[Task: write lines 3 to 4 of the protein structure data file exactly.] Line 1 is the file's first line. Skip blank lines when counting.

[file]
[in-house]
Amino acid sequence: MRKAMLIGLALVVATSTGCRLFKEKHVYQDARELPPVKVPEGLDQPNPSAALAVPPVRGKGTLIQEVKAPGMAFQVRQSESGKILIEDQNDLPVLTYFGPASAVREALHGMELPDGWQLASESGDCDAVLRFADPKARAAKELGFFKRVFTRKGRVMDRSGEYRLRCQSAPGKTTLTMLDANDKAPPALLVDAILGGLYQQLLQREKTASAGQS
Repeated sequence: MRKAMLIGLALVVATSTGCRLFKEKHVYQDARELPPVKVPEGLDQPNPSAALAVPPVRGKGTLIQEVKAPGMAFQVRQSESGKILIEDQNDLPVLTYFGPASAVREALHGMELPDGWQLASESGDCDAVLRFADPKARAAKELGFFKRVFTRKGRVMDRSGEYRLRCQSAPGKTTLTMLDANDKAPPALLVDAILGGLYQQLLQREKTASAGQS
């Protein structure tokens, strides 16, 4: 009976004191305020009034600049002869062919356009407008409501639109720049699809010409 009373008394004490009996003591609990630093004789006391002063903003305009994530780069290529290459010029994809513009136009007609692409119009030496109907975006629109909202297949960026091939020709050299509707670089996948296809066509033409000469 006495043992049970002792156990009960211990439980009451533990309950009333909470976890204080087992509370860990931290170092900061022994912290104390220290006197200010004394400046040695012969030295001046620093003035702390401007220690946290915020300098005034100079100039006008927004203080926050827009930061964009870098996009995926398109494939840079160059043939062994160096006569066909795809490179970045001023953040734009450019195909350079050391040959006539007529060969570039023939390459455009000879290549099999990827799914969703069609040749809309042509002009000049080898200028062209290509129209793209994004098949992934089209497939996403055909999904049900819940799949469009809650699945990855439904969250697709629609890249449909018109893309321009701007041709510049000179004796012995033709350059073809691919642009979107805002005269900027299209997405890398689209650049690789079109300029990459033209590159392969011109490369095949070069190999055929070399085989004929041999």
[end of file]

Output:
Repeated sequence: MRKAMLIGLALVVATSTGCRLFKEKHVYQDARELPPVKVPEGLDQPNPSAALAVPPVRGKGTLIQEVKAPGMAFQVRQSESGKILIEDQNDLPVLTYFGPASAVREALHGMELPDGWQLASESGDCDAVLRFADPKARAAKELGFFKRVFTRKGRVMDRSGEYRLRCQSAPGKTTLTMLDANDKAPPALLVDAILGGLYQQLLQREKTASAGQS
């Protein structure tokens, strides 16, 4: 009976004191305020009034600049002869062919356009407008409501639109720049699809010409 009373008394004490009996003591609990630093004789006391002063903003305009994530780069290529290459010029994809513009136009007609692409119009030496109907975006629109909202297949960026091939020709050299509707670089996948296809066509033409000469 006495043992049970002792156990009960211990439980009451533990309950009333909470976890204080087992509370860990931290170092900061022994912290104390220290006197200010004394400046040695012969030295001046620093003035702390401007220690946290915020300098005034100079100039006008927004203080926050827009930061964009870098996009995926398109494939840079160059043939062994160096006569066909795809490179970045001023953040734009450019195909350079050391040959006539007529060969570039023939390459455009000879290549099999990827799914969703069609040749809309042509002009000049080898200028062209290509129209793209994004098949992934089209497939996403055909999904049900819940799949469009809650699945990855439904969250697709629609890249449909018109893309321009701007041709510049000179004796012995033709350059073809691919642009979107805002005269900027299209997405890398689209650049690789079109300029990459033209590159392969011109490369095949070069190999055929070399085989004929041999």